Audrey Galex saw a mattress one day on the side of the road, and a funny thing happened.
It wasn’t the first time. No, she saw discarded mattresses on the regular.
On this particular day, oh a couple of years ago, something moved inside of her. Galex, 61, of Atlanta stopped her car, got out and snapped a picture with her phone, then another.
First a wide shot, an “establishing shot of where it was located,” she said, to offer context.
“Then I just kinda let the spirit move me,” she told me recently.
Galex, who just happens to hail from a long line of mattress manufacturers, was suddenly seeing more than their raw materials — metal, fabric, wood and foam. She saw a metaphor for the human longing for home and shelter.
To her, the discarded, abandoned mattress on a curb, and a person who is homeless standing on a curb, represented the shameful disconnect between the need for a home and the lack of affordable housing.
Then one day, Galex, for some reason, decided to post her photos on Facebook, and well, wouldn’t you know it, people started responding, texting photos of abandoned mattresses they’d seen, too.
“I’d ask where did you see it,” she told me. “Would you mind if I added it to my Facebook page?”
People from all over the world — Panama, France, Greece even — obliged. Some, including a few relatives, sent videos to accompany the images.
People were having fun with it, but really, for Galex, the exercise was an invitation to the rest of us.
Not only did she want us to witness the beauty in what most people might consider only trash, she wanted us to ask ourselves how best to help those who desperately needed a place to lay their heads, a place to call home.
That’s a big question.
Over half a million people go homeless on a single night in the United States, according to the National Alliance to End Homelessness. Approximately 65% are found in homeless shelters, and the other 35% — just under 200,000 — are found unsheltered on our streets, on sidewalks, in parks, cars or abandoned buildings.
Meanwhile, over 350,000 sheltered homeless people are found in emergency shelters and transitional housing programs.
In Georgia, 9,499 people are homeless on any given night.
That’s a big problem.
As an avid volunteer and longtime journalist who for a week lived in Atlanta’s Open Door community to try to understand homelessness, Galex knew those numbers and had crossed paths with a good many of those people.
And so about a year ago, she was having a conversation with her life coach about how she might use the images she’d taken to benefit the Initiative for Affordable Housing Inc., a private nonprofit that provides transitional housing and social services for homeless and low-income families in the Atlanta area.
After responding to a barrage of questions from her coach, Galex set out to find galleries that would allow her to put on a show and donate all proceeds to the housing initiative.
“I emailed 10 galleries, maybe more,” she said. “Two responded.”
Coincidentally, one of them, Galleria Regina in Decatur’s Oakhurst neighborhood, had one night available — Jan. 10, Galex’s 61st birthday.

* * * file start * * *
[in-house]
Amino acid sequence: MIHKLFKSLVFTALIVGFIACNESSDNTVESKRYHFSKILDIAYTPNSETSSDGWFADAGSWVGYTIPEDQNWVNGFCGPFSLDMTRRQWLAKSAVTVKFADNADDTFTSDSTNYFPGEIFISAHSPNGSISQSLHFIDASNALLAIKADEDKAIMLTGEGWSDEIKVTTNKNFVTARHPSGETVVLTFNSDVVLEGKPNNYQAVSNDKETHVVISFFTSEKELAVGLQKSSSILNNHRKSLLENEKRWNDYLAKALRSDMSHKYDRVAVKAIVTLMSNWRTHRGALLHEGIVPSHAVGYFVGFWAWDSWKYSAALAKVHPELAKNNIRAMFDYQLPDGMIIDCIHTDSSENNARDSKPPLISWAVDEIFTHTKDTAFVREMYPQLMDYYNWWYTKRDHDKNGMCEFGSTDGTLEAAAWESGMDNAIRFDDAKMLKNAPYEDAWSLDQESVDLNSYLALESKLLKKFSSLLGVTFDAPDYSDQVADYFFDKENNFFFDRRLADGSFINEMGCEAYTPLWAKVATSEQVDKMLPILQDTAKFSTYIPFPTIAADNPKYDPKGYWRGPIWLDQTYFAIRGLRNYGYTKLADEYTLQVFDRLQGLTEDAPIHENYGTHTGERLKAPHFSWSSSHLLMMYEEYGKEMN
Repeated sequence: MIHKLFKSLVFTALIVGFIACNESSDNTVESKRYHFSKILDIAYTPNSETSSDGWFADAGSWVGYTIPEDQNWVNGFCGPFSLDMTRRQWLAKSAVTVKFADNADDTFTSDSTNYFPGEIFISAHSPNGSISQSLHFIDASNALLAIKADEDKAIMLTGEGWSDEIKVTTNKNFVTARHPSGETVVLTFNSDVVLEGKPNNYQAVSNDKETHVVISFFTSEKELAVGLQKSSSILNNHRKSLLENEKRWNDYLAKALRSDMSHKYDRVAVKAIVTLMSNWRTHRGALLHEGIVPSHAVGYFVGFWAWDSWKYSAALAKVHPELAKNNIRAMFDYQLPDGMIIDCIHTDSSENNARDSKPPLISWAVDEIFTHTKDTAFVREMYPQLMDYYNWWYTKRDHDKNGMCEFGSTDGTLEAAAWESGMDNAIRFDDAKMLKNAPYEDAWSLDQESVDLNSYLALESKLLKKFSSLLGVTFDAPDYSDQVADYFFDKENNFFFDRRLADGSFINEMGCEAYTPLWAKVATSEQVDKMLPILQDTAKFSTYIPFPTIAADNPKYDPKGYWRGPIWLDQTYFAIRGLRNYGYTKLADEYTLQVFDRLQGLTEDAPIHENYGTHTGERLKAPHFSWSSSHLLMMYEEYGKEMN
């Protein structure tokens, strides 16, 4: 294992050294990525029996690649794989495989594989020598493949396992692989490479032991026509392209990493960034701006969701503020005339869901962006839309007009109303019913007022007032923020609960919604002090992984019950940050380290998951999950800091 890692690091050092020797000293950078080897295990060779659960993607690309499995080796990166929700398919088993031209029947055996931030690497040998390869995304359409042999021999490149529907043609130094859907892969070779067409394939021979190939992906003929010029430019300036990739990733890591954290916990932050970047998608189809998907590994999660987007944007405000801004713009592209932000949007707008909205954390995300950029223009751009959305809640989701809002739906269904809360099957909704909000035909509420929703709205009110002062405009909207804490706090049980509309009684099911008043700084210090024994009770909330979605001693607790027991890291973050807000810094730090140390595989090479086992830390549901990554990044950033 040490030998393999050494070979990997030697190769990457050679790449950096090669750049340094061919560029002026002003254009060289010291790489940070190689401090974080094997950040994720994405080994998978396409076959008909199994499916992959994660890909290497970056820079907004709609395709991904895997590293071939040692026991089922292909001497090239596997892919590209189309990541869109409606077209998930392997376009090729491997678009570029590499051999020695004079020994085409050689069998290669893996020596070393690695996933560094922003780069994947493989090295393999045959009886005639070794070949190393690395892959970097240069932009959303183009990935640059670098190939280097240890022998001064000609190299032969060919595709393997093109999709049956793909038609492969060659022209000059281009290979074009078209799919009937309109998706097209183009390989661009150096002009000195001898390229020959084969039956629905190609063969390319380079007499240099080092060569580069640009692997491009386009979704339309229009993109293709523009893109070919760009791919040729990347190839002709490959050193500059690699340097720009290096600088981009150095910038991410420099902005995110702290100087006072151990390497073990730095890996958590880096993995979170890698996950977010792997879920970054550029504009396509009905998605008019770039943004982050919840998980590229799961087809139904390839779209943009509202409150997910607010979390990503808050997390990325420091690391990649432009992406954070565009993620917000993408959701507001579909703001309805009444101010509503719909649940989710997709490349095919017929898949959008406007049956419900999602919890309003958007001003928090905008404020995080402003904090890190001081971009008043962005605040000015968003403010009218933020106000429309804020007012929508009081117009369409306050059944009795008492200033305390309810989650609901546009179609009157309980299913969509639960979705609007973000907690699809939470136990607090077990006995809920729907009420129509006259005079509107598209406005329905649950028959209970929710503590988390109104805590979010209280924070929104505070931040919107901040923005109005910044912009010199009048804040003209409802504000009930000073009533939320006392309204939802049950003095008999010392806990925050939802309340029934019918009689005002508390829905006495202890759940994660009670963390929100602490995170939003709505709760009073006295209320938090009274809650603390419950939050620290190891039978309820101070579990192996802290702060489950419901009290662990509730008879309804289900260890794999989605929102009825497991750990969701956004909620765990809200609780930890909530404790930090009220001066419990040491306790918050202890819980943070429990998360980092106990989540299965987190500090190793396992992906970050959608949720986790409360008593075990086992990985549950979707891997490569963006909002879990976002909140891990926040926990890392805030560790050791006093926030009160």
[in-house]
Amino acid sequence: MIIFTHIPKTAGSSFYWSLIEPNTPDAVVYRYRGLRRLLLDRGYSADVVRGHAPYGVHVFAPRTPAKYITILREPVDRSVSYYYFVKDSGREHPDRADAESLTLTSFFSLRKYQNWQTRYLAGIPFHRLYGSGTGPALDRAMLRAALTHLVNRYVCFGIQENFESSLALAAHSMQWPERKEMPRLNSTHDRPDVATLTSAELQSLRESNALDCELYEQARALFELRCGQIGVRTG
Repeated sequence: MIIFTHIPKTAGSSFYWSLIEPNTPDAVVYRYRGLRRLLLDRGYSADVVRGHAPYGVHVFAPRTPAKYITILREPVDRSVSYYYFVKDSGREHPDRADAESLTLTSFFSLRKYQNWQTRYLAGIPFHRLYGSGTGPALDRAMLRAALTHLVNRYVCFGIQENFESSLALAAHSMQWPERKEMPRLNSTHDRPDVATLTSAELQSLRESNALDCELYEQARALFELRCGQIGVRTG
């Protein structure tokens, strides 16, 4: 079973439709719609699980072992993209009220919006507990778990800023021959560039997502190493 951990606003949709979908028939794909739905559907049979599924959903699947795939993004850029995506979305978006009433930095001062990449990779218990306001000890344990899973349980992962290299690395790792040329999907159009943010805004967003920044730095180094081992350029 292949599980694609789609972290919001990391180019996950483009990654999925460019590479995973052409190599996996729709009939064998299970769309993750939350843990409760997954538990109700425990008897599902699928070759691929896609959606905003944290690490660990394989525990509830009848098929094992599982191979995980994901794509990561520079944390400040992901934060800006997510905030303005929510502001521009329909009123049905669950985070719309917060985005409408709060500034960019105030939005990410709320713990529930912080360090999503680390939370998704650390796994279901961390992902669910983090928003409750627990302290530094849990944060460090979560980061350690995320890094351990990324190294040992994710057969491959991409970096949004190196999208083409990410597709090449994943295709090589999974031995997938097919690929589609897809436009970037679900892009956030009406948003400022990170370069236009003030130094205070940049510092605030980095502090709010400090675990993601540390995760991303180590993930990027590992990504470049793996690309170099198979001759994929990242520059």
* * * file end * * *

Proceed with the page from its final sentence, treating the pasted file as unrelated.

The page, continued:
Of the 30 images she displayed that night, eight of them have sold. Counting cash donations, she has raised more than $1,000 toward her efforts.
Galex could hardly believe it. For most of her life, she’d done everything she could to avoid work with mattresses, vowing to never join the family business in her hometown of Rock Island, Illinois.
Instead, she’d take a circuitous route to journalism. She studied international relations in Cairo, lived with the Bedouin in Petra, Jordan, and hitchhiked through Syria. She worked on John Anderson’s presidential campaign in 1980 and considered a career in politics.
She ended up in journalism school before finding jobs in television, first in her hometown and Kansas City, Missouri, then with CNN in Jerusalem. In 1987, she and her husband, Dave Schechter, relocated to Atlanta with the network. Galex became a mom and soon co-founded Roots & Wings Life Stories to record family stories. She did storytelling, got involved in interfaith initiatives, worked as a volunteer director at a nursing home and finally landed a job at the AIB Network as program content manager.
What she didn’t appreciate growing up, watching her father run a mattress business and visiting “the shop” frequently, she could see clearly now.
“My father’s family manufactured mattresses for three generations,” she said. “Mattresses supported my dreams, my travels, my education, and watching my dad taught me what it means to be a real leader. If a load of mattresses needed to be driven to Marshalltown, Iowa, in a driving snowstorm, my dad did it.”
Perhaps it’s no coincidence, the mattress project merges her parents’ sense of activism. Her father, also a former mayor, and city councilman, had served on the Rock Island Housing Authority, and conversations around the kitchen table about housing were common. Her mother, an artist, believed in the power of the arts to uplift the spirit and helped organize an initiative after the couple retired to South Florida to bring colorful canvases to hospitals, shelters and clinics.
“I may have abandoned the actual running of the business, but the values — hard work, pitching in, and helping others in need — are what drives me,” Galex said.
Beginning Thursday, she will have a second showing of images from the Abandoned Mattress Project at the Aimee Jewelry & Fine Art Gallery in Decatur. It runs through the end of the month.
Mark your calendars. It’s our chance to see trash in another way and to really ask ourselves how best to help those who desperately needed a place to lay their heads, a place to call home.
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